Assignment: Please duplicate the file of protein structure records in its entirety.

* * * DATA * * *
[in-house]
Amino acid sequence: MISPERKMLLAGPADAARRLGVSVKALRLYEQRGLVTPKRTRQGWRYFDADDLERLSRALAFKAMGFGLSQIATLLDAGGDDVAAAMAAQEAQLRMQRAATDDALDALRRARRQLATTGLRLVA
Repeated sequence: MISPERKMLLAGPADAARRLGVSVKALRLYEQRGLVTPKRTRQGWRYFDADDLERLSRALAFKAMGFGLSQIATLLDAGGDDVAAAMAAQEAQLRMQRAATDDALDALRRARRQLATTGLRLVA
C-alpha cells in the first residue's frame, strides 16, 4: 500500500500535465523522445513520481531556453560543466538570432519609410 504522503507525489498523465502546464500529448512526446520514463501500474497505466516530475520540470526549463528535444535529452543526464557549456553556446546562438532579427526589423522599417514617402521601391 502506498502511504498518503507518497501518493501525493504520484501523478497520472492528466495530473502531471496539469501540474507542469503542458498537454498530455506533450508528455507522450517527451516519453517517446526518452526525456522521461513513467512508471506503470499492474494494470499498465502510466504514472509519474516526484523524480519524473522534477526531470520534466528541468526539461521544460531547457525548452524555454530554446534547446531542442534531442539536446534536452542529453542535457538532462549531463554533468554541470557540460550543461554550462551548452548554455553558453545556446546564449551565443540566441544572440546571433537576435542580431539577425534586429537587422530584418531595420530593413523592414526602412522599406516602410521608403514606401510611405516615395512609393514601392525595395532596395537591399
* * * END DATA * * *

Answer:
[in-house]
Amino acid sequence: MISPERKMLLAGPADAARRLGVSVKALRLYEQRGLVTPKRTRQGWRYFDADDLERLSRALAFKAMGFGLSQIATLLDAGGDDVAAAMAAQEAQLRMQRAATDDALDALRRARRQLATTGLRLVA
Repeated sequence: MISPERKMLLAGPADAARRLGVSVKALRLYEQRGLVTPKRTRQGWRYFDADDLERLSRALAFKAMGFGLSQIATLLDAGGDDVAAAMAAQEAQLRMQRAATDDALDALRRARRQLATTGLRLVA
C-alpha cells in the first residue's frame, strides 16, 4: 500500500500535465523522445513520481531556453560543466538570432519609410 504522503507525489498523465502546464500529448512526446520514463501500474497505466516530475520540470526549463528535444535529452543526464557549456553556446546562438532579427526589423522599417514617402521601391 502506498502511504498518503507518497501518493501525493504520484501523478497520472492528466495530473502531471496539469501540474507542469503542458498537454498530455506533450508528455507522450517527451516519453517517446526518452526525456522521461513513467512508471506503470499492474494494470499498465502510466504514472509519474516526484523524480519524473522534477526531470520534466528541468526539461521544460531547457525548452524555454530554446534547446531542442534531442539536446534536452542529453542535457538532462549531463554533468554541470557540460550543461554550462551548452548554455553558453545556446546564449551565443540566441544572440546571433537576435542580431539577425534586429537587422530584418531595420530593413523592414526602412522599406516602410521608403514606401510611405516615395512609393514601392525595395532596395537591399